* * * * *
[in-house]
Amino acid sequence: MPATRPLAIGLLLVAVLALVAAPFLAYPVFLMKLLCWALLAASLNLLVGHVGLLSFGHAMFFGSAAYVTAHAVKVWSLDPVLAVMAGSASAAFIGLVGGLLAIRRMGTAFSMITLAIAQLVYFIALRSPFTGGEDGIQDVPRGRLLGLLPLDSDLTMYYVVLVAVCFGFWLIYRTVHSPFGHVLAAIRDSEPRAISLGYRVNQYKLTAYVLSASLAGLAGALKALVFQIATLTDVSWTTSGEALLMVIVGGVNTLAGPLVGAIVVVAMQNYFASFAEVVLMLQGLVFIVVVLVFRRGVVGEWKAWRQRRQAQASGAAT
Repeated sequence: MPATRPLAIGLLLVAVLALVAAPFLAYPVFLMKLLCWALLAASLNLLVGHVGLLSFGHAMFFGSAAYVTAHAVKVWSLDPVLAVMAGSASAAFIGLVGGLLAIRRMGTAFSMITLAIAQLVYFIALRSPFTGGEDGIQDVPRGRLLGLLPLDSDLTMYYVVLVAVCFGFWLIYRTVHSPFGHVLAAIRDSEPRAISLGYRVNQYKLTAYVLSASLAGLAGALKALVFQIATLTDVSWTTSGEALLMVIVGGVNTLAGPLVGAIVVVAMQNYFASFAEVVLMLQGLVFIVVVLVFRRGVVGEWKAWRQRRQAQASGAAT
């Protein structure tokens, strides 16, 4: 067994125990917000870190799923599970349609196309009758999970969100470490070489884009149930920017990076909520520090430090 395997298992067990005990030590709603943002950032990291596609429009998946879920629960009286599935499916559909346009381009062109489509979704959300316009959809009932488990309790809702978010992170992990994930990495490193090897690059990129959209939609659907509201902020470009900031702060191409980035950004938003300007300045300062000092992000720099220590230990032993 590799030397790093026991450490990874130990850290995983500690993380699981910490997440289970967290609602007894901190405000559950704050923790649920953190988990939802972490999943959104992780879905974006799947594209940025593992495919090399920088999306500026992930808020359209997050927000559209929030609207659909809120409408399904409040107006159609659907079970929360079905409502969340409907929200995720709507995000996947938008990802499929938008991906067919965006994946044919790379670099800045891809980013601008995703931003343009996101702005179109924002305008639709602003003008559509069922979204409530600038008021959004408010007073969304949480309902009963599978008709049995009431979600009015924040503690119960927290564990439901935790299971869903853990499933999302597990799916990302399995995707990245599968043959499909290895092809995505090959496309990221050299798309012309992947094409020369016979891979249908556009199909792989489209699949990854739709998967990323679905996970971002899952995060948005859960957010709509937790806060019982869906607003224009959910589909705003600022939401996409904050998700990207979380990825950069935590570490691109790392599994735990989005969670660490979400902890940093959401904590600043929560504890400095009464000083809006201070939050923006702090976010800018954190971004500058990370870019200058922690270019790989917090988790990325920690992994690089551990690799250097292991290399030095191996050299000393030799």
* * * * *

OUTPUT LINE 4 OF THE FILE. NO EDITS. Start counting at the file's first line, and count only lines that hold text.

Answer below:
């Protein structure tokens, strides 16, 4: 067994125990917000870190799923599970349609196309009758999970969100470490070489884009149930920017990076909520520090430090 395997298992067990005990030590709603943002950032990291596609429009998946879920629960009286599935499916559909346009381009062109489509979704959300316009959809009932488990309790809702978010992170992990994930990495490193090897690059990129959209939609659907509201902020470009900031702060191409980035950004938003300007300045300062000092992000720099220590230990032993 590799030397790093026991450490990874130990850290995983500690993380699981910490997440289970967290609602007894901190405000559950704050923790649920953190988990939802972490999943959104992780879905974006799947594209940025593992495919090399920088999306500026992930808020359209997050927000559209929030609207659909809120409408399904409040107006159609659907079970929360079905409502969340409907929200995720709507995000996947938008990802499929938008991906067919965006994946044919790379670099800045891809980013601008995703931003343009996101702005179109924002305008639709602003003008559509069922979204409530600038008021959004408010007073969304949480309902009963599978008709049995009431979600009015924040503690119960927290564990439901935790299971869903853990499933999302597990799916990302399995995707990245599968043959499909290895092809995505090959496309990221050299798309012309992947094409020369016979891979249908556009199909792989489209699949990854739709998967990323679905996970971002899952995060948005859960957010709509937790806060019982869906607003224009959910589909705003600022939401996409904050998700990207979380990825950069935590570490691109790392599994735990989005969670660490979400902890940093959401904590600043929560504890400095009464000083809006201070939050923006702090976010800018954190971004500058990370870019200058922690270019790989917090988790990325920690992994690089551990690799250097292991290399030095191996050299000393030799």